In Ephesians 4 and 5, the writer offers some “house rules” for living in Christian community. Among them, are these practical guidelines for being a community of truthfulness:

“We must no longer be children, tossed to and fro, and blown about by every wind of doctrine, by people’s trickery, by their craftiness in deceitful scheming. But speaking the truth in love, we must grow up in every way into him who is the head, who is Christ . . . ” (4:14-15)

So, then, putting away falsehood, let all of us speak the truth to our neighbors, for we are members of one another (4:25).

Let no evil talk come out of your mouths, but only what is useful for building up, as there is need, so that your words may give grace to those who hear (4:29).

In Christian community, we seek truth because it shapes us into Christlikeness, because falsehood erodes authentic community, and because the truth, lovingly handled, encourages and empowers those to whom we speak—it “builds up and gives grace to those who hear.”

We need the truth about ourselves if we are to become the people we are meant to be. And some of the truth we have to face is hard; we’d rather not have to come to terms with it. Comedian Rita Rudner said, “I have a method of weighing myself in the morning. I hang off the shower curtain and gradually lower myself to the scale. When it gets to the right weight, I try to black out.”

We avoid mirrors, not so much the mirrors that reflect our appearance, as the ones which show us our hearts. The faces of those we love can serve as that kind of mirror: they register disappointment, frustration, and hurt when we break our promises to them, treat them harshly, and use them selfishly. If we pay attention to the anger or confusion or pain which flashes across their faces, we can see our shadows there. We can also “see” ourselves in those rare moments when we are still and quiet: our consciences whisper to us about our sins, our wounds shout at us about our brokenness, our doubts mock our faith, our disappointments deride our hope, and our indifference ridicules our love. Like the image of ourselves we see on the surface of a placid lake, silence can show us ourselves, which is why we need and avoid silence. Sometimes, of course, the most revealing mirror is the honest counsel, the loving confrontation, of family and friends, who risk telling us the truth about our effect on them.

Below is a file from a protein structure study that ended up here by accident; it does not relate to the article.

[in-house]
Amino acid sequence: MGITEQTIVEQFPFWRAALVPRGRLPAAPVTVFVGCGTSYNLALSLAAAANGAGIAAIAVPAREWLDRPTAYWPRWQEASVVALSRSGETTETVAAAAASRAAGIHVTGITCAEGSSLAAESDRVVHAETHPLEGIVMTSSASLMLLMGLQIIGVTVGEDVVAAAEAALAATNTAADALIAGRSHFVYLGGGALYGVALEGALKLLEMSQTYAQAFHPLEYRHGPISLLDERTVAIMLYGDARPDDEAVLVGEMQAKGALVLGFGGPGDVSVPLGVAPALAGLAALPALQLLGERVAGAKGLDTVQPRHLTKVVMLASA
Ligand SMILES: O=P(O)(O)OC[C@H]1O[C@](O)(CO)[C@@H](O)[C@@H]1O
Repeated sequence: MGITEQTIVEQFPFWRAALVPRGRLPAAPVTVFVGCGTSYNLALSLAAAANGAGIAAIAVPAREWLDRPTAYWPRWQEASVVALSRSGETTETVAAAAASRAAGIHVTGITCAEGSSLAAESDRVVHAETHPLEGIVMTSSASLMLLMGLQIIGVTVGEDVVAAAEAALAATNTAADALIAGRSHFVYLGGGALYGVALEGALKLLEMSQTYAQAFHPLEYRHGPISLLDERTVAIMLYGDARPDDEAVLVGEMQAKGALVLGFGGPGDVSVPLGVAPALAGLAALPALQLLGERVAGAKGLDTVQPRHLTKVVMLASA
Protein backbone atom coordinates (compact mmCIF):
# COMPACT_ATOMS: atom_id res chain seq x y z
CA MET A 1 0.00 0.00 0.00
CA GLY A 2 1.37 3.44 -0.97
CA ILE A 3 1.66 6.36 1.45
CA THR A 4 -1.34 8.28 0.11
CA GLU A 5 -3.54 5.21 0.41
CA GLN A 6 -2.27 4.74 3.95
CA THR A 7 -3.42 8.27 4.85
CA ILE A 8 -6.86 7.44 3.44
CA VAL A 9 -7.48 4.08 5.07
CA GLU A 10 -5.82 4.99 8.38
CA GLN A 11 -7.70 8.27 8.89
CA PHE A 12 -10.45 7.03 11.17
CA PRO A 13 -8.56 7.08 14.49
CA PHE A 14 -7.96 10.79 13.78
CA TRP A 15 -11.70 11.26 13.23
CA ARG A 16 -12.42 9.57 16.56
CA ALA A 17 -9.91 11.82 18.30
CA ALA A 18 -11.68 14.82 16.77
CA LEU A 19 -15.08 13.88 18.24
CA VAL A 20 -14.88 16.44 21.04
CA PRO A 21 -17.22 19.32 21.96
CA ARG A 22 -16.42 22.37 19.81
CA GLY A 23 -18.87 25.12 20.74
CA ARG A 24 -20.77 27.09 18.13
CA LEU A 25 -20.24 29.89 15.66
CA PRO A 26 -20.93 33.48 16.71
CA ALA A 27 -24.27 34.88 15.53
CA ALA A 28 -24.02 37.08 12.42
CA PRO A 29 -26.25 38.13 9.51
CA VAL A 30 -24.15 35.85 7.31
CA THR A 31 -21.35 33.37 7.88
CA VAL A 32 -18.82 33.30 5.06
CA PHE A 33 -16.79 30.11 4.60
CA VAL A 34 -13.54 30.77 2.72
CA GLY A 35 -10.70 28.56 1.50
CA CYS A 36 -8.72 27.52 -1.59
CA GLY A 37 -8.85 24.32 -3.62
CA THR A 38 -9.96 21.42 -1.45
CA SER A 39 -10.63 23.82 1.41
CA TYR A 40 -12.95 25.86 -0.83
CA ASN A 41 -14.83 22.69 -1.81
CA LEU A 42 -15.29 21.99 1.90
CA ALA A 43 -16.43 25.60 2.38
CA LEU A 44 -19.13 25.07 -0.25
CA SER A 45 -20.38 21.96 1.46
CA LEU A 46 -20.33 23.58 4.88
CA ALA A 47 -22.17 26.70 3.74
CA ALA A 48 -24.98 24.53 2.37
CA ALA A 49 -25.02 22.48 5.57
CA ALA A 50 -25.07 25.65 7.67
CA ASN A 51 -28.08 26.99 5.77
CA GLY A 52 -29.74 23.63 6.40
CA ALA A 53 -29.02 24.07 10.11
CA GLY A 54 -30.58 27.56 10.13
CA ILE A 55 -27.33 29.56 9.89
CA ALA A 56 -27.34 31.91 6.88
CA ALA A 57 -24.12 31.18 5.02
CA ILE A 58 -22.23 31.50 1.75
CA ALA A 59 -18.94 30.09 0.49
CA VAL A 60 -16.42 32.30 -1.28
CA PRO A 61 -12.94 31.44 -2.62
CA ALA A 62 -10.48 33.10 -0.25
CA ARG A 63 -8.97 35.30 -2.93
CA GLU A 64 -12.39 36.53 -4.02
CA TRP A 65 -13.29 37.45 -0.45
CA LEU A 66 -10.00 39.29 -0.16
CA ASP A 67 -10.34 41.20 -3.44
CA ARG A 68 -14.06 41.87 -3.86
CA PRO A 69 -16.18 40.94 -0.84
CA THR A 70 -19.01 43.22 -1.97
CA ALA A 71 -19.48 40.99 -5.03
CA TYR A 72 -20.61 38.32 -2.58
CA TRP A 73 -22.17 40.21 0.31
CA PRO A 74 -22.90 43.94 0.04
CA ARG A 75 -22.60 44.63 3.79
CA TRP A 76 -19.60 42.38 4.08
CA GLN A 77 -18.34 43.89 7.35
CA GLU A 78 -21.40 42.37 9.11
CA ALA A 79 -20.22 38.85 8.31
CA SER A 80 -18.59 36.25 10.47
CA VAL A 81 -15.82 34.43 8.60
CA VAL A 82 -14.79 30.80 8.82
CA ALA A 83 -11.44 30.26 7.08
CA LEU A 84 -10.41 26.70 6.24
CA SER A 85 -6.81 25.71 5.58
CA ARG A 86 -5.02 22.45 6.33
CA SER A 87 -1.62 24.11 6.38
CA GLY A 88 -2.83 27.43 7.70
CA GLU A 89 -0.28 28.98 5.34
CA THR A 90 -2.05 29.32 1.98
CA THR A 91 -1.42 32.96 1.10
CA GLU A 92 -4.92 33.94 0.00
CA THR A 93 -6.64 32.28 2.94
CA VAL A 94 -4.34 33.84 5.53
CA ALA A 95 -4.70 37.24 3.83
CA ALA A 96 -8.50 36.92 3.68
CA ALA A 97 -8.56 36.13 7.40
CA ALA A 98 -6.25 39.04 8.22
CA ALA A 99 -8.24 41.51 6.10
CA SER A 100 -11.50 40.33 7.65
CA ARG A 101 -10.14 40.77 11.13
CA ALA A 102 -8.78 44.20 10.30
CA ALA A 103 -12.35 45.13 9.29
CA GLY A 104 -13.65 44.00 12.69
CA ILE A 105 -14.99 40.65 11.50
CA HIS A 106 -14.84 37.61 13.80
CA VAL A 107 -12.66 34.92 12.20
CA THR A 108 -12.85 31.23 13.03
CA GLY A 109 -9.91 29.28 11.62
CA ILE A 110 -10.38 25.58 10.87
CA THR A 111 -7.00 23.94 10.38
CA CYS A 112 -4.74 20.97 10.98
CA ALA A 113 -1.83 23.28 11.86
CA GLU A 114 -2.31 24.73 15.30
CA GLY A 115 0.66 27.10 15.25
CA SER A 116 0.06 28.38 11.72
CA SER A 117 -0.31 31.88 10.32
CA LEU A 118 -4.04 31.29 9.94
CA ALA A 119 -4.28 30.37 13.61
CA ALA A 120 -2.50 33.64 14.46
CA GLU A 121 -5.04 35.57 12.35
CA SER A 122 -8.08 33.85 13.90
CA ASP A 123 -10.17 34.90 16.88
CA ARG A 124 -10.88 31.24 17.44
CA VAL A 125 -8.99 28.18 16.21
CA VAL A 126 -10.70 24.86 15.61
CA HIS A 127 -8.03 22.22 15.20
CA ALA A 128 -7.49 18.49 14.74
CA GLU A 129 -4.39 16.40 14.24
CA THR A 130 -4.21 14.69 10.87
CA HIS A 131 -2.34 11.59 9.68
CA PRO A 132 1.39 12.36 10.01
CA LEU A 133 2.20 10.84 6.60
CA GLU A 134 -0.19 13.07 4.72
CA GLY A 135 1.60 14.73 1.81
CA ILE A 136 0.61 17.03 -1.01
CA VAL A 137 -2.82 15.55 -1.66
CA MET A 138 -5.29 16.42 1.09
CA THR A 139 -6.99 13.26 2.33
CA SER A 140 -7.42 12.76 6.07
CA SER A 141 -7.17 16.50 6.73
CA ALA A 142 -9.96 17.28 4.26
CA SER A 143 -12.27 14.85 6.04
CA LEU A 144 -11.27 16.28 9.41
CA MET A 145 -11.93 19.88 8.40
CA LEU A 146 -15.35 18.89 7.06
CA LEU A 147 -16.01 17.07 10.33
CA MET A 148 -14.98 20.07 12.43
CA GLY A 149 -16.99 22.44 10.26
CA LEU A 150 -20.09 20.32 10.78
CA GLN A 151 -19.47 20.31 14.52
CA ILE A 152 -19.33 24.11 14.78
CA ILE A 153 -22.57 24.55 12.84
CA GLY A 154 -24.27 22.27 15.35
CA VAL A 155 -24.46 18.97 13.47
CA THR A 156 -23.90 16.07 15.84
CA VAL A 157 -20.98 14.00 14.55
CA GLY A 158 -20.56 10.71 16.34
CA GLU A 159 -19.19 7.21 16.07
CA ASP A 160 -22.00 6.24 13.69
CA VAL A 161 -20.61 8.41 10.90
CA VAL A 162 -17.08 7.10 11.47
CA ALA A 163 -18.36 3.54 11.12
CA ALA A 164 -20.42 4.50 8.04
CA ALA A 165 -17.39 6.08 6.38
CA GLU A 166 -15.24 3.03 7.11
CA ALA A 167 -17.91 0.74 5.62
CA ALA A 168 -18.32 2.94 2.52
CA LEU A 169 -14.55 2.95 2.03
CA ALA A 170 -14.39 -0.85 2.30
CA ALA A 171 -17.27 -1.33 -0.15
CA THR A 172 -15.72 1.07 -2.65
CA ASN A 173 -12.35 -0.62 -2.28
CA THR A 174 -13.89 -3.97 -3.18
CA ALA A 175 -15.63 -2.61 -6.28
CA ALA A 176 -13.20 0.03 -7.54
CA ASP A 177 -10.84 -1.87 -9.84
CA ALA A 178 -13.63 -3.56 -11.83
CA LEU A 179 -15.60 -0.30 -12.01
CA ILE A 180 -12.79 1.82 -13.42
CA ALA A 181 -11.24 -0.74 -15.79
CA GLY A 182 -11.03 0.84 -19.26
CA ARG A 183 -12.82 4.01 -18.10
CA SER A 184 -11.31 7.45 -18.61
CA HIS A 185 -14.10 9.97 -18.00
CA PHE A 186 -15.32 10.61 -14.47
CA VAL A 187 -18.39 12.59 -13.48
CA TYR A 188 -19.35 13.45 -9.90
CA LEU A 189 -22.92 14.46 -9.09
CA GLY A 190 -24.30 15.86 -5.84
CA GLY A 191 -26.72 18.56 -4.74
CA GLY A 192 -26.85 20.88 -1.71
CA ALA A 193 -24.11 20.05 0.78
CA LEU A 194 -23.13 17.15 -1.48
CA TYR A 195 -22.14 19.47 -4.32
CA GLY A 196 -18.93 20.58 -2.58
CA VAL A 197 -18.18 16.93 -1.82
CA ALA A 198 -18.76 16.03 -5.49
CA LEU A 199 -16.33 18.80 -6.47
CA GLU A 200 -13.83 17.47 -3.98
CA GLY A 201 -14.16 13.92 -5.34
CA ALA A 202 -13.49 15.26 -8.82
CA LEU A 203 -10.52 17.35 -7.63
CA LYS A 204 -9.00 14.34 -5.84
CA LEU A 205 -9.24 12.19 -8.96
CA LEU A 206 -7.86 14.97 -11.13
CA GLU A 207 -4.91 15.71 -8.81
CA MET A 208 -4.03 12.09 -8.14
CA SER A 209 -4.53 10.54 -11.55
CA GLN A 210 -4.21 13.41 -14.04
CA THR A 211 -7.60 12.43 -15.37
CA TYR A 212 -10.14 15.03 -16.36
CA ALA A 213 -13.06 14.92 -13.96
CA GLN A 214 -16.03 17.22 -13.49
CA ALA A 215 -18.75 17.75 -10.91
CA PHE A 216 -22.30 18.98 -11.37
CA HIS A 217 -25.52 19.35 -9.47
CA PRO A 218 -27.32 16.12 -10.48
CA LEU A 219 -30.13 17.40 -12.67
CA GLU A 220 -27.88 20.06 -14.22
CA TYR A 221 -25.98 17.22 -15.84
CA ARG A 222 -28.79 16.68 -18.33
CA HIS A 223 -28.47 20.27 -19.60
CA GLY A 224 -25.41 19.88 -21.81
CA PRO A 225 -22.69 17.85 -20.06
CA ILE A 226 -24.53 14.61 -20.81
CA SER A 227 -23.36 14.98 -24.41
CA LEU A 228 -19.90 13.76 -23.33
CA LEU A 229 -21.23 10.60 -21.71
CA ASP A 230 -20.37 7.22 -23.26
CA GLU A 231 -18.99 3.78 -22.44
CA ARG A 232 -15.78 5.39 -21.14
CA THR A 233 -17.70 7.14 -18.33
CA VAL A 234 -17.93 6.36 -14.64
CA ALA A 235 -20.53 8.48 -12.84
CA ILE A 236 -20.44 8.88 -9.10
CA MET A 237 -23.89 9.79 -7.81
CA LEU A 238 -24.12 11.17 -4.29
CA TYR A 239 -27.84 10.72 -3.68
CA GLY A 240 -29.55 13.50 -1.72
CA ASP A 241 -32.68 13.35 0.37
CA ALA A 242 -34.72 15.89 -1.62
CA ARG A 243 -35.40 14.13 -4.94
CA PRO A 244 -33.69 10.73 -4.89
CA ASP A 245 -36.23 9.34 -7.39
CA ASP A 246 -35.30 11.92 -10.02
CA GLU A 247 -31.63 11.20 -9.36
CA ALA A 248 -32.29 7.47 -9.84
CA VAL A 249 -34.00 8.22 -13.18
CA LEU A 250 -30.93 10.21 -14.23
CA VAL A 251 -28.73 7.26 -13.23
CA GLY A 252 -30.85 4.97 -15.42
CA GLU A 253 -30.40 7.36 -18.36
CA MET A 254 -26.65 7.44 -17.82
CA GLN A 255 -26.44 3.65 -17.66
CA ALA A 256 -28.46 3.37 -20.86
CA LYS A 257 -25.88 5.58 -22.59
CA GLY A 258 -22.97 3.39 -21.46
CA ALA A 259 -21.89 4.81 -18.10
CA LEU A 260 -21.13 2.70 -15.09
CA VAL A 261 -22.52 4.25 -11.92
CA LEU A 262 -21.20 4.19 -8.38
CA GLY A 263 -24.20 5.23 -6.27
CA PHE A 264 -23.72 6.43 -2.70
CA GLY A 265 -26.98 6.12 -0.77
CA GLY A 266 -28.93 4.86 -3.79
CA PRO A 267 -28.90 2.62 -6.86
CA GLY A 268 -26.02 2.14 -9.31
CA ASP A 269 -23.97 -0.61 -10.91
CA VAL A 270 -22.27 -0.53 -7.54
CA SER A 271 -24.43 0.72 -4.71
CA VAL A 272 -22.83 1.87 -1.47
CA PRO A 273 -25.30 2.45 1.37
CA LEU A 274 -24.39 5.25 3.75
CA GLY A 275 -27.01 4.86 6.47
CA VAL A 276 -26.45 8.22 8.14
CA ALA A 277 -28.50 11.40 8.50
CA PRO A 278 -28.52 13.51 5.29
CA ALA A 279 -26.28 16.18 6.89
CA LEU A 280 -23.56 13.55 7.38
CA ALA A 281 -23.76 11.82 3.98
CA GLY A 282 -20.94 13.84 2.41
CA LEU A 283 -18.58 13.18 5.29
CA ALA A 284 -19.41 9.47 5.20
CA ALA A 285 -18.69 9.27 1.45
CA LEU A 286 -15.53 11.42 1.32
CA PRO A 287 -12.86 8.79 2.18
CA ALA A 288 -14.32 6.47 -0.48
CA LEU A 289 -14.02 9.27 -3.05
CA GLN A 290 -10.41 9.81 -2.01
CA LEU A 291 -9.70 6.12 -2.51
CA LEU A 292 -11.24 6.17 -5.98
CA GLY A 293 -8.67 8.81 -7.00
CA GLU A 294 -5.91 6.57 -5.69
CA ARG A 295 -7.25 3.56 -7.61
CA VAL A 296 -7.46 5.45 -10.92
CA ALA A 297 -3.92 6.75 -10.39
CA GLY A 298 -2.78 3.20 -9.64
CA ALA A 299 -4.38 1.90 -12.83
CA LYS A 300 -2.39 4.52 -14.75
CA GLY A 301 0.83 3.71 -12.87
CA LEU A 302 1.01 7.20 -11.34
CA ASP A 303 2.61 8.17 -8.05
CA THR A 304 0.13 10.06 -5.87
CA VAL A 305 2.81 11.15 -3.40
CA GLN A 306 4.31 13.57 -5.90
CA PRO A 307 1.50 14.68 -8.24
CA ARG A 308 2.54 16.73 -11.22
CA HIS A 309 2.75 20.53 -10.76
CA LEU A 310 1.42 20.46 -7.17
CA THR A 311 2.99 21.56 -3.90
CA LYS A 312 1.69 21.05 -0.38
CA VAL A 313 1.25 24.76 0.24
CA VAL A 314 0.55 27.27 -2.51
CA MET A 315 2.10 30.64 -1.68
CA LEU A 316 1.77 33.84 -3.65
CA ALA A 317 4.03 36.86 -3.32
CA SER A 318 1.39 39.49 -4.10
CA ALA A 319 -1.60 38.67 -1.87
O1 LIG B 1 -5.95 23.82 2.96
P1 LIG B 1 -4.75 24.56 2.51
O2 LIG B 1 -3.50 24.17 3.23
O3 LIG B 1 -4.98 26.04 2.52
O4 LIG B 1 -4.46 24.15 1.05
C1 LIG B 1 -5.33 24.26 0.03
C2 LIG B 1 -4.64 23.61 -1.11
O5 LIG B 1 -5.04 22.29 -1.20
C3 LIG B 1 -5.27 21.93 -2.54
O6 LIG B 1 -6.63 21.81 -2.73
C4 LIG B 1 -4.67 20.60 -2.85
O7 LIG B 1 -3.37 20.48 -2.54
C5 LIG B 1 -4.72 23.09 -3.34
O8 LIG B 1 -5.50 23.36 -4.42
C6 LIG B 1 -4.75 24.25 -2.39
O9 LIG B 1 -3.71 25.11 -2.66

We tell each other the truth, most powerfully and most lovingly, however, not when we say the hard things, but when we say the good news. That’s why, I think, Paul ends the fourth chapter of Ephesians this way: “be kind to one another, tender-hearted, forgiving one another, as God in Christ has forgiven you.” The best truth we can tell each other is the truth about what God has done and is doing for us in Jesus Christ.

Much more often than I have needed to be confronted about my failures, shown my blinds spots, and challenged in my thinking, I have needed to be reminded of God’s love and mercy for me, of God’s delight and joy in me, and of God’s purposes and hopes for me. Most of the time, I am in close and feeling touch with my incompleteness, deficits, and needs, because life has a way of making those inescapable over time. I suspect that’s true for you as well.

So, we speak gospel truth, Jesus truth, to each other and the world. We remind the guilty and ashamed that Jesus says to them, to us, what he said to that woman, caught in the act of adultery and dragged before him by an angry and punishing mob: “I do not condemn you. Go and sin no more.” We help those who are driven to despair by their unfulfilled longing and craving hunger to hear him say: “Let any one who is thirsty come to me, and let the one who believes in me drink. Out of the believer’s heart shall flow rivers of living water.” “I am the bread of life. Whoever comes to me will never be hungry, and whoever believes in me will never be thirsty.”
We urge the lonely and fearful to remember that he said: “I will not leave you as orphans. I am coming to you.” We encourage the weary to remember that Jesus still stands with his arms outstretched to all of those whose backs are about to break and whose knees are about to buckle: “Come to me, all you that are weary and are carrying heavy burdens, and I will give you rest. Take my yoke upon you, and learn from me; for I am gentle and humble in heart, and you will find rest for your souls. For my yoke is easy, and my burden is light.”

Jesus is the truth who serves and saves, who encourages and helps, who loves and heals. And our glad calling is to “speak him”—to be his tender voice—to each other.